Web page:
November 30, Kathmandu: It was a jam-packed auditorium, albeit a small one, at Yalamaya Kendra in Patan Dhoka on Tuesday where students from the three fine arts colleges in Nepal got to meet a real-life American street artist who has made it big in the tumultuous world of street art- gaining financial and professional success. The students were as inclusive and diverse as the graffitis and murals painted by Alejandro Poli Jr. known more by his artist name “Man One” who hailed from the City of Angles, Los Angeles, California.
The students, who were of varied ethnic, financial, and age groups, were captivated by Man One and his backstory. Some of them had turned up expecting a boring lecture on street arts but what they got was one of the most lively and practical sessions on how it can be used to spread the message of inclusivity and positivity, and how you can still make a living out of it.
“The two-hour session felt like mere minutes. Those were the shortest two hours of my life,” remarked a 33-year-old art student who had battled personal demons for 10 years and had found resolve in the world of arts.
Man One is in Nepal as a US art envoy. According to the US Embassy, he is here for a twelve-day program to promote and celebrate the voices of minority and socially excluded communities.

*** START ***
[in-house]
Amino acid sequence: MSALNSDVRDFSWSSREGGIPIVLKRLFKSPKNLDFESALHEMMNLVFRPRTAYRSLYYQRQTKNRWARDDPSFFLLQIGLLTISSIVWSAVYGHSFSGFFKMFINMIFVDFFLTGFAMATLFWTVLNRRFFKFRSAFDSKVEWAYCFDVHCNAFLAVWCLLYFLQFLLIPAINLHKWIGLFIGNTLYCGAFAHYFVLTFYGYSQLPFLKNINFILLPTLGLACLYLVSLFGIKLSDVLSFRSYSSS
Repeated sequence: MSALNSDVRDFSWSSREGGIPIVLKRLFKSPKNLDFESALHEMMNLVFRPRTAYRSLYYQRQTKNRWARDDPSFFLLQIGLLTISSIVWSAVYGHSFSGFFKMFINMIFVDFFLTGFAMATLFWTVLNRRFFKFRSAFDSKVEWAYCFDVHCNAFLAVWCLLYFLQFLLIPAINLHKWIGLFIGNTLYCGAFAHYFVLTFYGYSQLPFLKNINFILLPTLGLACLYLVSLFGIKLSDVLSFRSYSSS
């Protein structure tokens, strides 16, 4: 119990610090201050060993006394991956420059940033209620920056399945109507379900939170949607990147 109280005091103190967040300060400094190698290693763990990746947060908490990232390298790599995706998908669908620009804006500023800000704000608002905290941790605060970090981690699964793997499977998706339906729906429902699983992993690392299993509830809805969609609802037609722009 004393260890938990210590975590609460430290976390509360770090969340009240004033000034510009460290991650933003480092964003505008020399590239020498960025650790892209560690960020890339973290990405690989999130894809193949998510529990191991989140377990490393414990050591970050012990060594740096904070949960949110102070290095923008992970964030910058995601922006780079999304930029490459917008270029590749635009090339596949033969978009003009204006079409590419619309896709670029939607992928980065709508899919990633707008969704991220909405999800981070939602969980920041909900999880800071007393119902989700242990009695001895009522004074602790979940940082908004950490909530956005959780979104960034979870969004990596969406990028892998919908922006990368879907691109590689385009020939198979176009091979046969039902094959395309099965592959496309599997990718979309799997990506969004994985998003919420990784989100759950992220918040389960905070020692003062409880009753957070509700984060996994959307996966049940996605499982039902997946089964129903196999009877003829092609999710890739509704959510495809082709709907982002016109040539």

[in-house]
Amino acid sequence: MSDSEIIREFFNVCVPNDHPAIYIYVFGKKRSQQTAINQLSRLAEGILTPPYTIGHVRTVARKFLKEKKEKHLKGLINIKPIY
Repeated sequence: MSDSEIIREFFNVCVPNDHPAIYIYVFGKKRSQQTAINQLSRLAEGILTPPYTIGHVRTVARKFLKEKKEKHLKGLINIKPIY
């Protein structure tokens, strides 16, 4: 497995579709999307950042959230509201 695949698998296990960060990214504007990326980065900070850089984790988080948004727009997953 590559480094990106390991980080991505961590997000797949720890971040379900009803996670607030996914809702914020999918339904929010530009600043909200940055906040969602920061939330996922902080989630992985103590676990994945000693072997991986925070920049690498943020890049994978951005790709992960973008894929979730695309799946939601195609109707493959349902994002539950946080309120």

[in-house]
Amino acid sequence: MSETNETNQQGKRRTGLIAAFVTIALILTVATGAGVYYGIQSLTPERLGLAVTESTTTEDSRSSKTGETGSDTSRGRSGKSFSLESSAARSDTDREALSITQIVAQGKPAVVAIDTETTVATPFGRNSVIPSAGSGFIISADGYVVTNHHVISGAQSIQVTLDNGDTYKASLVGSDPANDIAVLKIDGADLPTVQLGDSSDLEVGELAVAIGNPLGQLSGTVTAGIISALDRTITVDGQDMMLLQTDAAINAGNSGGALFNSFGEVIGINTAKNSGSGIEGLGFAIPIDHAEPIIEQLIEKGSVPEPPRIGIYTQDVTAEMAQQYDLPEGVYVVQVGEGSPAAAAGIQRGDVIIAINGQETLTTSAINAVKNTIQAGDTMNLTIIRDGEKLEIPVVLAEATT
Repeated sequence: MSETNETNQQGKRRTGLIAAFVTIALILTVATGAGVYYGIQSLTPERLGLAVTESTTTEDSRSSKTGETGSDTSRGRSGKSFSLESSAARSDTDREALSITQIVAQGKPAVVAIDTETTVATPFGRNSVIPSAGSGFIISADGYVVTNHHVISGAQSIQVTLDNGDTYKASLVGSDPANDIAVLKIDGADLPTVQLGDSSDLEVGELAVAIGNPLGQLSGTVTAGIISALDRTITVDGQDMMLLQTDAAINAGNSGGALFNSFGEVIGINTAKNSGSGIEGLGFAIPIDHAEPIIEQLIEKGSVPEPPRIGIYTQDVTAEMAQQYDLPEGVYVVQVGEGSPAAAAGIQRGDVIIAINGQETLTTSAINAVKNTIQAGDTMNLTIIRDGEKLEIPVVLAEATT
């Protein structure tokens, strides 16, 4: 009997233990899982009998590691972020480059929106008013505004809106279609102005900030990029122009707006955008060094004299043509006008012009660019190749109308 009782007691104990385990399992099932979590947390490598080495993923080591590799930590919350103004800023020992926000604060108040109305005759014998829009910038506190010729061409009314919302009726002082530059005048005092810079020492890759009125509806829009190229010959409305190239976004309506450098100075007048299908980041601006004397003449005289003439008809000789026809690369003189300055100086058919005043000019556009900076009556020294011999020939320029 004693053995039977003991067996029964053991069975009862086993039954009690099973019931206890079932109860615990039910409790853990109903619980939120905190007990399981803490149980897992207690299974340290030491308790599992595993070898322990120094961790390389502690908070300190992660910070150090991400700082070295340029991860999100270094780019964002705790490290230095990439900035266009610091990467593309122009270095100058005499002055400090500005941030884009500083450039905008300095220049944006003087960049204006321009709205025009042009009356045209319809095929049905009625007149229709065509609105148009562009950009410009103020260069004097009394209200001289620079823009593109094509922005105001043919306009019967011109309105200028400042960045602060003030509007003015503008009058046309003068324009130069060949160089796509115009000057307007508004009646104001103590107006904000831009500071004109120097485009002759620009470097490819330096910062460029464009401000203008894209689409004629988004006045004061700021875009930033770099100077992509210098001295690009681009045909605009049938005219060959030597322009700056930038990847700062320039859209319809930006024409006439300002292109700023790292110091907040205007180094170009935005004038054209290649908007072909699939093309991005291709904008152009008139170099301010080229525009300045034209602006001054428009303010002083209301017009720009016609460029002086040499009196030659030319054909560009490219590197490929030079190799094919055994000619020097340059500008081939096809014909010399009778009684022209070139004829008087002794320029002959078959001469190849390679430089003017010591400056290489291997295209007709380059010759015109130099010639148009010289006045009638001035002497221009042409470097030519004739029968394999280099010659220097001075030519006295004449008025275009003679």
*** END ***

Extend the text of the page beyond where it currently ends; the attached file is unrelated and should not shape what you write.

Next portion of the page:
During his time in Nepal, Man One will collaborate with local artists in Kathmandu and Janakpur and organize a street art project to showcase Nepal’s vibrant multicultural society through art.
A group of Nepali muralists, graffiti artists, folk, traditional artists, and creative practitioners, will jointly work on a final mural design with Man One that captures visions for social inclusion. The final large-scale mural will be unveiled on December 9.
Man One will also conduct interactive lectures on the themes of social inclusion and equity and will also share some of his work and his understanding of the history of graffiti as “protest art.”
Growing up in the gang violence-ridden L.A. of the 1980s, Man One’s murals have an evocative message of peace and love. The students were amazed at how he incorporated his Mexican and “Chicano” heritage in the murals even while doing commissioned pieces for corporate houses.
“Such exposure for a student like myself is unheard of,” said one student from Lalit Kala Campus who thanked the US Embassy and wished for such gestures in the coming days.
Tuesday’s session saw the participation of students from Kathmandu University School of Arts, Sirjana College of Fine Arts, and Lalit Kala Campus. The art campaign is being organised in association with Artudio, a Nepali art collective.